It seems as if the Federal Reserve is heading for an interest rate increase in June…or July.
Yesterday, Governor Jerome Powell indicated in a speech to the Peterson Institute for International Economics that suggested that the Federal Reserve might move soon on raising its target interest rate range. Many picked up on his comment that the rate should rise "fairly soon."
Economic data seem to be giving some support to Federal Reserve officials that are "data driven." Jobless claims dropped again, Durable goods orders rose at a 3.4 percent annual rate, and pending home sales are at recent highs. Added to this is the fact that the price of oil is now banging around $50 a barrel, up from about $40 per barrel about two months ago.
As I have written before, my concern is with how the Federal Reserve is preparing for this possible rise in terms of the positioning of its balance sheet.
Before the December rise in the Fed's policy range of interest rates, the Federal Reserve had gone about reducing reserve balances at Federal Reserve banks, a proxy for excess reserves in the banking system, for two months.
The Fed continued to see these "excess reserves" decline through to December 30, 2015 in order to support the new, higher level of the Federal Funds rate.
Reserve balances at Federal Reserve banks fell to $2,209 billion on December 30, the lowest level for this series since the Fed ceased its third round of quantitative easing in October 2014.
After the first of the year, the Fed eased up a little to handle the market turmoil at the start of the year, which took some pressure off of the value of the dollar against the Euro which was around $1.0800 at the start of the year.
The measure of "excess reserves" rose to $2,533 billion on March 9. This Fed "easing" contributed to a decline in the value of the US dollar against the Euro to over $1.1400 on February 22 and rose to over $1.1500 in early May.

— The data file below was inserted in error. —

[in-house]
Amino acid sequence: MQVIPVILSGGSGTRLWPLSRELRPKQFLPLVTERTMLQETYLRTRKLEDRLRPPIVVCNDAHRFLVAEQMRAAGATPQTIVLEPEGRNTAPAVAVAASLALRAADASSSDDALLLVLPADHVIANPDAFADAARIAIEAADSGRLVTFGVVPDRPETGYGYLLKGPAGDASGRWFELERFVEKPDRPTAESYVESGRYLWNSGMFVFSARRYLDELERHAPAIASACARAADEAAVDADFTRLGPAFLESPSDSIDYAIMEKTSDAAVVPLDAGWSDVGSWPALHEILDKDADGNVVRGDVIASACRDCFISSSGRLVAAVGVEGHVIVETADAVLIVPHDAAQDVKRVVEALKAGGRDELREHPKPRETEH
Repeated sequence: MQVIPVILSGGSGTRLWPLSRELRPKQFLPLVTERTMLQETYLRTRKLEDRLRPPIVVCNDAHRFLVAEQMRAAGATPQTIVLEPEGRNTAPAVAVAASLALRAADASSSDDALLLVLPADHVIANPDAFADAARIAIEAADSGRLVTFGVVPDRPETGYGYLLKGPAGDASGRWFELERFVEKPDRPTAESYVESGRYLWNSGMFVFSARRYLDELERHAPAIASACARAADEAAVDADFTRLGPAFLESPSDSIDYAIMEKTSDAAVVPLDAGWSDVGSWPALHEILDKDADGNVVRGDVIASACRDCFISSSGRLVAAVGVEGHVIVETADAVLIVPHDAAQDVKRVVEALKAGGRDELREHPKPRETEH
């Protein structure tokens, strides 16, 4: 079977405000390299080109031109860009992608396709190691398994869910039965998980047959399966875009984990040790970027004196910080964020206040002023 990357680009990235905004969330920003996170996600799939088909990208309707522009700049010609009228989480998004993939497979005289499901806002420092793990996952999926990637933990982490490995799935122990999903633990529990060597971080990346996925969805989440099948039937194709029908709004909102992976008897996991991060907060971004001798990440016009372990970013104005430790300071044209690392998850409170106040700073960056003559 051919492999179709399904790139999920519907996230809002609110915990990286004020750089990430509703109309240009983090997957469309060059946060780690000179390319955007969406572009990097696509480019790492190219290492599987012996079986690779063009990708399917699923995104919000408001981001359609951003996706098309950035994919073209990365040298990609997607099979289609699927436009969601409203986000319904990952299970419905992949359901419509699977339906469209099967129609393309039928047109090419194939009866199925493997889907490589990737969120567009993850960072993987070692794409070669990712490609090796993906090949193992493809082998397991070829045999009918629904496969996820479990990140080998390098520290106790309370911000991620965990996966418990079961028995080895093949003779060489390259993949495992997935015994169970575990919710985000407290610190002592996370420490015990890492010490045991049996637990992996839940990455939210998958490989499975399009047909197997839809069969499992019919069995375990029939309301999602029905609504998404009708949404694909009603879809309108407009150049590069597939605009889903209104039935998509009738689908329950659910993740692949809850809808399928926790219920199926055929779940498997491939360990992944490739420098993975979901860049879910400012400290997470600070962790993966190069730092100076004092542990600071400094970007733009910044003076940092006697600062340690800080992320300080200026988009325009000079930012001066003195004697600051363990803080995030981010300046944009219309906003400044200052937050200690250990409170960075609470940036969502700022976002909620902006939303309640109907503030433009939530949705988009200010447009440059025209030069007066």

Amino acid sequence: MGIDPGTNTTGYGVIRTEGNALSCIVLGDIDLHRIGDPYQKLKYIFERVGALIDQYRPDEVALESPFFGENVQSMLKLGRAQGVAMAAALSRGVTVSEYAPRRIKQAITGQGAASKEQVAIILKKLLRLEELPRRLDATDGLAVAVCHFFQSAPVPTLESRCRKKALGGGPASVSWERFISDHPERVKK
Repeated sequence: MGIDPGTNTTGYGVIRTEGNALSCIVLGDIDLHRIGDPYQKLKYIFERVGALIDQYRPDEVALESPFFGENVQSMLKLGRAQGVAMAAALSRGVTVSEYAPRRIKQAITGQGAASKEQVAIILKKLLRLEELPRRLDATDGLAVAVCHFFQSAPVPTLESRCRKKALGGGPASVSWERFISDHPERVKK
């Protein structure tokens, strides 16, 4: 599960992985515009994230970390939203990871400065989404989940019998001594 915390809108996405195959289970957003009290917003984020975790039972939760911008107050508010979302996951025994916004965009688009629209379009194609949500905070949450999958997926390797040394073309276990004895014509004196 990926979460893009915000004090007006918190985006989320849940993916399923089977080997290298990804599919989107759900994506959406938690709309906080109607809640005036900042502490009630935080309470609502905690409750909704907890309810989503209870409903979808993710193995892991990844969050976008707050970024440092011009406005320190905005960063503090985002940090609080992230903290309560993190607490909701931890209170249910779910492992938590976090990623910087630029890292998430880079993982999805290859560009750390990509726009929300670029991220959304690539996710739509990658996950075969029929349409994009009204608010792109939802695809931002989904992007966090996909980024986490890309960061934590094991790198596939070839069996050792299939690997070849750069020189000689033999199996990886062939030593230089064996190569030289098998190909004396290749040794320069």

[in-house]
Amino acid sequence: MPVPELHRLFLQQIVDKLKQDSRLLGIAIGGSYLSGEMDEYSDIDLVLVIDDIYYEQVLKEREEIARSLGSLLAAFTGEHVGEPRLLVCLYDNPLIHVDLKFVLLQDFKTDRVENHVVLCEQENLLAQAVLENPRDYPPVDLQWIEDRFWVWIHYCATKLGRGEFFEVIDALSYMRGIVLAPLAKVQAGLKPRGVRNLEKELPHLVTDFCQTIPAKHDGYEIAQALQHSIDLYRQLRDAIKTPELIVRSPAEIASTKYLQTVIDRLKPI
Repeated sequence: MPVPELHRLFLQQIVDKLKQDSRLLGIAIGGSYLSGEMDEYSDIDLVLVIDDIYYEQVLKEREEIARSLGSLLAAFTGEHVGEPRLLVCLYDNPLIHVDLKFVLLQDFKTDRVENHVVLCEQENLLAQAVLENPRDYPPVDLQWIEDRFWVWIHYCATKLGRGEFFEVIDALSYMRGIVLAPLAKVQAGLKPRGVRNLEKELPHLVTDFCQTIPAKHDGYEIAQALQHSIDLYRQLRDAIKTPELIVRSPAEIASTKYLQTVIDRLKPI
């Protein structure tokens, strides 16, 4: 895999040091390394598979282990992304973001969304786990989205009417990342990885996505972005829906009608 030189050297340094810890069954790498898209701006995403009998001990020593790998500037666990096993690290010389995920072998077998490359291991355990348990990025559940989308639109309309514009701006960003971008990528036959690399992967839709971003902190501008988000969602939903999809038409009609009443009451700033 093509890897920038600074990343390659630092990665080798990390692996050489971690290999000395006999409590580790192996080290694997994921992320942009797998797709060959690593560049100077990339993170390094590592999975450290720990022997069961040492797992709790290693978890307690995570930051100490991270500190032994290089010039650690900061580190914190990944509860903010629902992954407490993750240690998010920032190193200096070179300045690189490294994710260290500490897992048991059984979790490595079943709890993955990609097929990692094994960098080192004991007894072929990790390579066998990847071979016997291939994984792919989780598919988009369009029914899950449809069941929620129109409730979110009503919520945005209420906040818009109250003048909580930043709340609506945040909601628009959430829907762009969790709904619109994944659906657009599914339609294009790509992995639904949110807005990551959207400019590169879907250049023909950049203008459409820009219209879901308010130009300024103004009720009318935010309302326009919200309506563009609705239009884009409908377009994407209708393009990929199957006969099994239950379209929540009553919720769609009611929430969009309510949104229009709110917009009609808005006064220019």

Since then, the Federal Reserve has slowly reduced the amount of reserve balances in the commercial banking system. On May 25, reserve balances had dropped back to $2,340 billion.
Much of this decrease in reserve balances came a new Federal Reserve offering of term deposits.
In the week ending May 25, 2016, term deposits held by depository institutions had risen from zero to almost $67 billion.
It appears that Federal Reserve officials had to go back to this tool to offset a $20 billion fall in Treasury deposits held in the Treasury Department's General Account at the Federal Reserve.
The only other policy tool used by the Fed in the decline in reserve balances since March 16 is reverse repurchase agreements with general participants in the repo market.
Since March 16, reverse repos have risen $22 billion, over $17 billion coming in Fed initiated reverse repos with securities dealers, a fundamental tool of the Fed's policy operations over the past seven years.
The Fed has also been assisted by a $15 billion increase in currency in circulation, a movement in currency out of the banking system that was not replaced by Federal Reserve actions.
Another interesting bit of information is that the Fed's securities portfolio declined by almost $19 billion since the March 16 date. Very seldom over the past seven years has the Fed's security portfolio declined by any significant account. Most of the decline in securities held came in the Fed's portfolio of Mortgage Backed securities.
In total, reserve balances have fallen by almost $116 billion since March 16. This is not as large as the decrease in reserve balances that took place between the middle of October in 2015 to the December 16 rise in the Federal Funds rate, but it appears significant enough to claim that the Fed does seem to be preparing for an upcoming increase in the Federal Funds target range.
Although much could happen between now ant the June meeting of the Fed's Federal Open Market Committee, I believe that a strong argument can be made that Federal Reserve officials are preparing for an increase, whether in June…or July…in much the same way that they prepared for an increase in the Fed Funds target range in December.
Participants in the foreign exchange markets, who I believe want the Fed to pursue a policy that would continue to strengthen the value of the dollar, appear to be taking building a Fed move into the market.
Friday morning, May 27, the value of the US dollar against the Euro was down around $1.1170 down from the high reached at the start of this month.
To me, this is a signal that the market is expecting the Fed to raise its policy rate soon…and that market participants are in favor of such a move.
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